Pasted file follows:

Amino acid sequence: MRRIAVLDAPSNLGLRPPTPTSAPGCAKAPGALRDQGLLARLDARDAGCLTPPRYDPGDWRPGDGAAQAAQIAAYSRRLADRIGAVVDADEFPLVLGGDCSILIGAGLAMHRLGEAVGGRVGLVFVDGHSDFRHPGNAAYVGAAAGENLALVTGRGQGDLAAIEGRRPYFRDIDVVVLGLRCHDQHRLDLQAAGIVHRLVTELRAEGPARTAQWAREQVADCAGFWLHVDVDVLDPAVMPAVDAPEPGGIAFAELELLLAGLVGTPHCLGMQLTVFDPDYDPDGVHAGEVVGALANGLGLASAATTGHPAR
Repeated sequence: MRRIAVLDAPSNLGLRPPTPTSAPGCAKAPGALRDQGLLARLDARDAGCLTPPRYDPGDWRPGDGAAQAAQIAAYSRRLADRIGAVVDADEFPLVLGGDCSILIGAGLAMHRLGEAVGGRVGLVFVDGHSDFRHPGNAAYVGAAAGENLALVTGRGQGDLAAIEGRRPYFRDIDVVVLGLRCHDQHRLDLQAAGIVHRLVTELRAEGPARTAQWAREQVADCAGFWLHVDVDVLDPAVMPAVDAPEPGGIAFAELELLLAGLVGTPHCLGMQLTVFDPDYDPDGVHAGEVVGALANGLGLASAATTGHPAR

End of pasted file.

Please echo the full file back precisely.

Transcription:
Amino acid sequence: MRRIAVLDAPSNLGLRPPTPTSAPGCAKAPGALRDQGLLARLDARDAGCLTPPRYDPGDWRPGDGAAQAAQIAAYSRRLADRIGAVVDADEFPLVLGGDCSILIGAGLAMHRLGEAVGGRVGLVFVDGHSDFRHPGNAAYVGAAAGENLALVTGRGQGDLAAIEGRRPYFRDIDVVVLGLRCHDQHRLDLQAAGIVHRLVTELRAEGPARTAQWAREQVADCAGFWLHVDVDVLDPAVMPAVDAPEPGGIAFAELELLLAGLVGTPHCLGMQLTVFDPDYDPDGVHAGEVVGALANGLGLASAATTGHPAR
Repeated sequence: MRRIAVLDAPSNLGLRPPTPTSAPGCAKAPGALRDQGLLARLDARDAGCLTPPRYDPGDWRPGDGAAQAAQIAAYSRRLADRIGAVVDADEFPLVLGGDCSILIGAGLAMHRLGEAVGGRVGLVFVDGHSDFRHPGNAAYVGAAAGENLALVTGRGQGDLAAIEGRRPYFRDIDVVVLGLRCHDQHRLDLQAAGIVHRLVTELRAEGPARTAQWAREQVADCAGFWLHVDVDVLDPAVMPAVDAPEPGGIAFAELELLLAGLVGTPHCLGMQLTVFDPDYDPDGVHAGEVVGALANGLGLASAATTGHPAR